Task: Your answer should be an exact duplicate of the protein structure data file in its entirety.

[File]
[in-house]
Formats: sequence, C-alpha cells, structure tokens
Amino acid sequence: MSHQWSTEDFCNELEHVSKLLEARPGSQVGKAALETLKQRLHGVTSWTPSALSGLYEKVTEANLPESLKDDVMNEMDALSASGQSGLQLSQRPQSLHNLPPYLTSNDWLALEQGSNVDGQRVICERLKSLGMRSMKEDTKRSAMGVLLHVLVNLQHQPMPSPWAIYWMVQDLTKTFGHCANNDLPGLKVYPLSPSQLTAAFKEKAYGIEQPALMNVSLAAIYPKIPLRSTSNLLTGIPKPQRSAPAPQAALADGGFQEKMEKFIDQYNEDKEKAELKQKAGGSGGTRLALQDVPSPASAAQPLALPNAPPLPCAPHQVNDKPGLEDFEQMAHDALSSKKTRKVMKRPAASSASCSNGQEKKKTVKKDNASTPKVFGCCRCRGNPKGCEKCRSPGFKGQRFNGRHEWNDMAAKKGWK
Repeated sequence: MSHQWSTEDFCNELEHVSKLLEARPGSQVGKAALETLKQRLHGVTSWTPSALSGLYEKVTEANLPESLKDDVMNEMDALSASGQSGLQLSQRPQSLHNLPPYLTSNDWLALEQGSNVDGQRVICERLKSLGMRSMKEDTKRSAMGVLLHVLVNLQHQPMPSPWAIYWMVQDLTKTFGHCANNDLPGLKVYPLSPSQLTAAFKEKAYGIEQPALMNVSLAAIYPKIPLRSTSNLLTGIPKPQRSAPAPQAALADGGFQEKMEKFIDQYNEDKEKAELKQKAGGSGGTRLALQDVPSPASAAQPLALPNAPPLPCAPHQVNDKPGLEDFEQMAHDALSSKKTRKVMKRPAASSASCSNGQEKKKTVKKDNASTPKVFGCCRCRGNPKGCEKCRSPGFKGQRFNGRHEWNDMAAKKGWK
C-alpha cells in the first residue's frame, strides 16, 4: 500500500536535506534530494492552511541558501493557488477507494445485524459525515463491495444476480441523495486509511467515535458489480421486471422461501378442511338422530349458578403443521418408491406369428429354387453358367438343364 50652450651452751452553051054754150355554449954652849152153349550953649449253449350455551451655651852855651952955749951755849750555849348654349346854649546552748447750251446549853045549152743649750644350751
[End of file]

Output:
[in-house]
Formats: sequence, C-alpha cells, structure tokens
Amino acid sequence: MSHQWSTEDFCNELEHVSKLLEARPGSQVGKAALETLKQRLHGVTSWTPSALSGLYEKVTEANLPESLKDDVMNEMDALSASGQSGLQLSQRPQSLHNLPPYLTSNDWLALEQGSNVDGQRVICERLKSLGMRSMKEDTKRSAMGVLLHVLVNLQHQPMPSPWAIYWMVQDLTKTFGHCANNDLPGLKVYPLSPSQLTAAFKEKAYGIEQPALMNVSLAAIYPKIPLRSTSNLLTGIPKPQRSAPAPQAALADGGFQEKMEKFIDQYNEDKEKAELKQKAGGSGGTRLALQDVPSPASAAQPLALPNAPPLPCAPHQVNDKPGLEDFEQMAHDALSSKKTRKVMKRPAASSASCSNGQEKKKTVKKDNASTPKVFGCCRCRGNPKGCEKCRSPGFKGQRFNGRHEWNDMAAKKGWK
Repeated sequence: MSHQWSTEDFCNELEHVSKLLEARPGSQVGKAALETLKQRLHGVTSWTPSALSGLYEKVTEANLPESLKDDVMNEMDALSASGQSGLQLSQRPQSLHNLPPYLTSNDWLALEQGSNVDGQRVICERLKSLGMRSMKEDTKRSAMGVLLHVLVNLQHQPMPSPWAIYWMVQDLTKTFGHCANNDLPGLKVYPLSPSQLTAAFKEKAYGIEQPALMNVSLAAIYPKIPLRSTSNLLTGIPKPQRSAPAPQAALADGGFQEKMEKFIDQYNEDKEKAELKQKAGGSGGTRLALQDVPSPASAAQPLALPNAPPLPCAPHQVNDKPGLEDFEQMAHDALSSKKTRKVMKRPAASSASCSNGQEKKKTVKKDNASTPKVFGCCRCRGNPKGCEKCRSPGFKGQRFNGRHEWNDMAAKKGWK
C-alpha cells in the first residue's frame, strides 16, 4: 500500500536535506534530494492552511541558501493557488477507494445485524459525515463491495444476480441523495486509511467515535458489480421486471422461501378442511338422530349458578403443521418408491406369428429354387453358367438343364 50652450651452751452553051054754150355554449954652849152153349550953649449253449350455551451655651852855651952955749951755849750555849348654349346854649546552748447750251446549853045549152743649750644350751